Why Won’t Agents Answer Me?

“Why don’t agents respond to my query?”

That question is so much easier answered than you could possibly imagine, and I can do it in 4 simple bullet points:

#1. Too many people fail to read the agency’s submission guidelines. Whether it’s because your book material fails to fall within the genres that the agent represents, or you’re still sending hardcopy or—God forbid—disks to the agency’s PO Box (as I received today), you will not be hearing from an agent. Here’s why… if you can not adhere to simple instructions found on a website, how can you be trusted with the details of an entire book?

#2. Painfully long query emails. If it weren’t time-consuming enough for the recipient to read hundreds of words in one query, many submissions don’t readily offer the information agents first look for, such as target audience, word count, title (if you can believe that one), and author platform. Some ramble on without saying anything at all but how passionate the author is about the subject. Here’s my personal rule: If I don’t find the title and plot or topic within the first few paragraphs, I’m on to the next submission. There simply is not enough hours in the day for an agent to burn time on someone who can’t yet articulate their project with economy, and expect us—as agents—to take them seriously as an author.

#3. We don’t talk to crazy. Now, I can hear the cynical chuckle of those agents and editors who know exactly what that means. From “Elvis told me to submit my book to you,” to “WHY HAVEN’T YOU ANSWERED MY LAST 10 EMAILS?” sparring or even posturing with an agent or editor is a fast way to the door. Why would you bite the hand that could potentially feed you, so to speak? You’re attempting to make friends in the industry, not wind up in the “Out-to-Lunch” file. Yes, we have them and we’re not afraid to use them.

#4. The writing falls so far below par. It doesn’t take long—in some cases less than a page—to know for sure that the writer has taken zero writing classes. Their sentence structure is lacking; there are typos littering the page; the repetitive use of a single word; over-the-top (caricature-like) physicality; and never to be underestimated, clichés. In this day and age, there isn’t any excuse for poor writing skills since one can take online workshops, join seasoned critique groups, not to mention ACFW and the like, all out there to make you a better, more polished writer. There is only one way to get better. Ask anyone in the business and they’ll tell you the same thing. Practice! Everyday, sit your butt down and write a page, a paragraph, a sentence…. practice for the love of it.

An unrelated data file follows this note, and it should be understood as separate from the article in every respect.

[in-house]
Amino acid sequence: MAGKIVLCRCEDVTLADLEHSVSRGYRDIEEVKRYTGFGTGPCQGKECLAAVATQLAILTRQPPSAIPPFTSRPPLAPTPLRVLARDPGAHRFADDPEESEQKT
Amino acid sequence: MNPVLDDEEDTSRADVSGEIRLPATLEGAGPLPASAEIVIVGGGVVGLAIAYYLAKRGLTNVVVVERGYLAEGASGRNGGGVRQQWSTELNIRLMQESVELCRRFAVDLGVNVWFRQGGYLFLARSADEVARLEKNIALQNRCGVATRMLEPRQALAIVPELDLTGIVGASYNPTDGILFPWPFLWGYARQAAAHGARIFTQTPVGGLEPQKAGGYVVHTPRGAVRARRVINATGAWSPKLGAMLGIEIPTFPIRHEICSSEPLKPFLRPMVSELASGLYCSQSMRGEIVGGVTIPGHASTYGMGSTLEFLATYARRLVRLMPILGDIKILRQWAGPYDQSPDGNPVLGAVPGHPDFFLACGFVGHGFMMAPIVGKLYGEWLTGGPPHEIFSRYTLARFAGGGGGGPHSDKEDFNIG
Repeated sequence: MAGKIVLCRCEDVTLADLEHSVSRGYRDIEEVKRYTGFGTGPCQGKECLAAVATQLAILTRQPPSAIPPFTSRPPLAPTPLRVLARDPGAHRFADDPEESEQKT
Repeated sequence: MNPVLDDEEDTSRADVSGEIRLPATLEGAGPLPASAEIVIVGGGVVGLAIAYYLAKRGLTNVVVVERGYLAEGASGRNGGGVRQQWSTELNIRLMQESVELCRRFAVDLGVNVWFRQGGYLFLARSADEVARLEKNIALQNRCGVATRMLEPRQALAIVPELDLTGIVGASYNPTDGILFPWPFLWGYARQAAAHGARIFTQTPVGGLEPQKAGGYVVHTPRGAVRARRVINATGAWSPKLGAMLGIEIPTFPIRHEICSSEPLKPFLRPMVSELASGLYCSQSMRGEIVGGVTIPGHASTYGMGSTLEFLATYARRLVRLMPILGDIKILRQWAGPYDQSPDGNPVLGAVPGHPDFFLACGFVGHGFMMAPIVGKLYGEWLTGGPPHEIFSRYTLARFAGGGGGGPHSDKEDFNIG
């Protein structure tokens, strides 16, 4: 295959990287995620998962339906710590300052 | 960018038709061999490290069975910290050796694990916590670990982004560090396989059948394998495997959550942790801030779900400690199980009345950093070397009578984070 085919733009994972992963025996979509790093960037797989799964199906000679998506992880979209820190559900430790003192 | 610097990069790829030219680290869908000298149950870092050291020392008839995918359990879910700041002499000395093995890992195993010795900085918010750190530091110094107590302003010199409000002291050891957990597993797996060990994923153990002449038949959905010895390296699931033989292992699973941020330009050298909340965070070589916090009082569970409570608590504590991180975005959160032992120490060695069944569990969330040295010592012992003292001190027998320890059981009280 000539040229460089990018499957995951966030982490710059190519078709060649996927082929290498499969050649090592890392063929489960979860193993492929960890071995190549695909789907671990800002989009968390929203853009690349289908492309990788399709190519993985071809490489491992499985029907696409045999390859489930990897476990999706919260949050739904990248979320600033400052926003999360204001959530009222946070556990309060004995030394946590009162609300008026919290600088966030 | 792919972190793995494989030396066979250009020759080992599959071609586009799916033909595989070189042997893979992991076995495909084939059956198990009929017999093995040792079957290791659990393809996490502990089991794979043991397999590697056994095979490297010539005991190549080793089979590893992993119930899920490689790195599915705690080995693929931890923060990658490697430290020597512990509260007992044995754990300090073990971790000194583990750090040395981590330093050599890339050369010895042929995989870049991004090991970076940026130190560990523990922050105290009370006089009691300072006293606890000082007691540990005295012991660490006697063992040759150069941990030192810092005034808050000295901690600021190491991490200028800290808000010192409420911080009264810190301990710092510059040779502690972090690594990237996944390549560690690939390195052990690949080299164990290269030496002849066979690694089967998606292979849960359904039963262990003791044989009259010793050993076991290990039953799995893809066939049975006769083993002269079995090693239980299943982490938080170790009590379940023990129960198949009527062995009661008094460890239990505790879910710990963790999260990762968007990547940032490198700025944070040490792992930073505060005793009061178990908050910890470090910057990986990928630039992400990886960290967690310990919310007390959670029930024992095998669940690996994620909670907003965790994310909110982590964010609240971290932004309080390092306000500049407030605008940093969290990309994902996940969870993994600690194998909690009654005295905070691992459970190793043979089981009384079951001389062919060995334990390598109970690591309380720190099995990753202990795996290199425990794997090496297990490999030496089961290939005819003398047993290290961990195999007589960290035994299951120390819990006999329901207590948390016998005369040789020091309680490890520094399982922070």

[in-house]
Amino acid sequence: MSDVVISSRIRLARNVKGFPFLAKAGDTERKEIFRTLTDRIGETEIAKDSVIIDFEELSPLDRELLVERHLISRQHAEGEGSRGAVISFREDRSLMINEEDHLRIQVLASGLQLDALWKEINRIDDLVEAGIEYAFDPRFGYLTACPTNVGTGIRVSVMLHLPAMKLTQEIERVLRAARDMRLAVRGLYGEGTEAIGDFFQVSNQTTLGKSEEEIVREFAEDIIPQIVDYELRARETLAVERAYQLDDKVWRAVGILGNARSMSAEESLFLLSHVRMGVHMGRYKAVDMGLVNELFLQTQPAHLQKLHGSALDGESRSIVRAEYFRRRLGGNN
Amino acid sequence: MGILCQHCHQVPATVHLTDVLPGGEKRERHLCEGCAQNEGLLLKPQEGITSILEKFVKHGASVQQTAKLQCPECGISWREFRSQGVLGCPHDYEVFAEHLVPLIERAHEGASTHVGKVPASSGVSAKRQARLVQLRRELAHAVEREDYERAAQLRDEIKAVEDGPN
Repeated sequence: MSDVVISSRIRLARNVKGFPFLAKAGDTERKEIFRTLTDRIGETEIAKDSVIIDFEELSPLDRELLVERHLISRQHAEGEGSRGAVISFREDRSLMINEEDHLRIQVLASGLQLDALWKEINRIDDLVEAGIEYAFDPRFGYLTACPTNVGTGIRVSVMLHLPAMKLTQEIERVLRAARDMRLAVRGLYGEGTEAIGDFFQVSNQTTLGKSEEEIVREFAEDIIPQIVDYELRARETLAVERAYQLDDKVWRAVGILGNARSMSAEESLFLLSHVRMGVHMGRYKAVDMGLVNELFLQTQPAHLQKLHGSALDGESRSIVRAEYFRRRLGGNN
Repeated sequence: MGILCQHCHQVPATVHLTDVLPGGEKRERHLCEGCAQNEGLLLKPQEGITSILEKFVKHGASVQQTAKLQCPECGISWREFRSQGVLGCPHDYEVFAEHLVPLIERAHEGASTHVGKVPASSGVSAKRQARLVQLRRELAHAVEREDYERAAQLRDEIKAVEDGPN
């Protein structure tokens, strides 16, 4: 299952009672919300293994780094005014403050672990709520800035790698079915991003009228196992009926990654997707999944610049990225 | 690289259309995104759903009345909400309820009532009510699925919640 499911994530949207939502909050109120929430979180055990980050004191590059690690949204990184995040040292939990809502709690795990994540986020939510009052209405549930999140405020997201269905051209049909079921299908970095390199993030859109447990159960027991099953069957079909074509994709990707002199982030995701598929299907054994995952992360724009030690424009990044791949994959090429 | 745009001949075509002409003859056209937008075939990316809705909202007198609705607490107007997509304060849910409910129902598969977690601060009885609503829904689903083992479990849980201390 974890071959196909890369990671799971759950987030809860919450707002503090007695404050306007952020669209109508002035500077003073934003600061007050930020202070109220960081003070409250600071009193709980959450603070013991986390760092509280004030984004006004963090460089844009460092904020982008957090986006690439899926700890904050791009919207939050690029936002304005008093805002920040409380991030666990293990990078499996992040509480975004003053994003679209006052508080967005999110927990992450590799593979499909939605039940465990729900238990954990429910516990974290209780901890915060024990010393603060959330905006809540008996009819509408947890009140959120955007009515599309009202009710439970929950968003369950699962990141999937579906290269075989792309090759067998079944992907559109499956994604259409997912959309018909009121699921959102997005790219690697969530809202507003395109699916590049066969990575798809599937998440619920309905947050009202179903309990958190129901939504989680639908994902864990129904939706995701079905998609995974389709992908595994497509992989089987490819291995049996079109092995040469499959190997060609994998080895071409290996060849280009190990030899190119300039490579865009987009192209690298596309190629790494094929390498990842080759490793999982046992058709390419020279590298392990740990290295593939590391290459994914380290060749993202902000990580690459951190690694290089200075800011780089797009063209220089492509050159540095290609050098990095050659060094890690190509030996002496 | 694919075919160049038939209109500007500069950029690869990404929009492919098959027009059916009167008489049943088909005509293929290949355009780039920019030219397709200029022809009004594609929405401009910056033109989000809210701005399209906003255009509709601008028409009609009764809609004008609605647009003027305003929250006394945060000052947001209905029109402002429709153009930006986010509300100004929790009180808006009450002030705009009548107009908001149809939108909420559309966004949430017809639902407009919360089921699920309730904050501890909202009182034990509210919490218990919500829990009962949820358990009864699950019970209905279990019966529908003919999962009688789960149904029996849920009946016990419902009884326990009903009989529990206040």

There are many more points of interest that we could talk about, but those can be found on Living Word’s website. However, these 4 little tidbits from an insider should set your literary feet on the path to understanding.

If you do not hear back from an agent, it’s not the end of the world—it is now the norm. And if you do hear from them with a rejection and they don’t offer advice to improve the material, remember that they are not there to critique your work, but to maximize their hours, fulfill the expectations of their signed authors, dialog with editors, submit new projects to publishers, and continue to dig for those prospects that will fit their particular interests.

In closing, I’d like to offer some encouragement: There are times when I love the writing, find a perfect proposal, laugh out loud (in a good way) to a brilliant cover letter, and still don’t have the time to respond. I try, but I can’t. Yet, there’s something you don’t know. When it comes to those submissions, they are placed in a “Future Possibilities” file on the off chance that if the author sends another project to me somewhere down the road, a flag will go up in my Outlook files. Ya see, I did notice them, and hopefully will have the pleasure of working with them later on.

Publishing: It’s all a fascinating journey that takes special patience—for everyone. So hang in there and keep going, even when you think no one is watching.


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